If your a regex guru, and you know why you came here, you can go straight to the brief explanation. If not just keep reading.
I found a workaround for python bug 1519638. It most definitely will not solve all of the puzzles out there but it stops breaking the sub method for replacing with the use of backrefs.
If you would like to replace this:
And you’re not sure if the <small> tags is there, you would group the chars “<small>” and use a question mark for making them optional. BTW, running a replace on just “Name” is not allowed because they would mess up other parts of the file in question.
Example updated. Thanx dbr!
Using a compiled pattern and thus a regex to replace this, a solution might look like this:
reg = re.compile(r'(<label for="author">)(<small>)?(Name)', re.VERBOSE | re.MULTILINE | re.DOTALL) replace = r'g<1>g<2>g<3>' search = reg.sub(replace, data)
In this case the replacement string uses backreferences to the groups being the sub expressions within the parenthesis in the search pattern.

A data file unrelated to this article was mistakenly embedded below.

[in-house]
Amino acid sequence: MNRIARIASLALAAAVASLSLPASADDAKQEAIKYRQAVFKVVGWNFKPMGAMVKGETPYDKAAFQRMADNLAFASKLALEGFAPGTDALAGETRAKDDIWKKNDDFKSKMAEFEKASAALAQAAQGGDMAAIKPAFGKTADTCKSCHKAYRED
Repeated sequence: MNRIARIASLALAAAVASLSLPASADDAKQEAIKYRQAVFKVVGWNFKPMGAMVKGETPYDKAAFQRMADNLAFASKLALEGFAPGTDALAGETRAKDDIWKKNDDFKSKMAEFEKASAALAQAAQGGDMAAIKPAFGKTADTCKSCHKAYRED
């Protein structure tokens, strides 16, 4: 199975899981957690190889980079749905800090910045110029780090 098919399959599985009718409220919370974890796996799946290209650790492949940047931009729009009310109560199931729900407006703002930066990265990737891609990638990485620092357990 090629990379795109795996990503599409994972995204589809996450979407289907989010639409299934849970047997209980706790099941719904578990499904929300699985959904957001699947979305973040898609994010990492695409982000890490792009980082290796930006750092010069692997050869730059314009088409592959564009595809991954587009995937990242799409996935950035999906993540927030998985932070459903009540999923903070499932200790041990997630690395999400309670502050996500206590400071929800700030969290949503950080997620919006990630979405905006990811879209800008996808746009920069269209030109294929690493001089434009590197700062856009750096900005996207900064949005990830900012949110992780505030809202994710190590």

However, if the “<small>” tag is not there the search command raises an exception.
$ python regex.py Traceback (most recent call last): File "regex.py", line 14, in <module> search = reg.sub(replace, data) File "/usr/lib/python2.5/re.py", line 274, in filter return sre_parse.expand_template(template, match) File "/usr/lib/python2.5/sre_parse.py", line 793, in expand_template raise error, "unmatched group" sre_constants.error: unmatched group
This happens because the second group represented with “g<2>” in the replacement string returns a “None” instead of an empty string. That is (seems) the bug.
Solving the oops
This can be resolved by replacing the optional notation “(<small>)?” with an alternation “(|<small>)” because with the “<small>” tag being absent it matches on the empty subexpression. And then it actually returns an empty string so the search command won’t raise the exception.
In other words …
When doing a search and replace with sub, replace the group represented as optional for a group represented as an alternation with one empty subexpression. So instead of this “(.+?)?” use this “(|.+?)” (without the double quotes).
If there’s nothing matched by this group the empty subexpression matches. Then an empty string is returned instead of a None and the sub method is executed normally instead of raising the “unmatched group” error.
That’s all folks …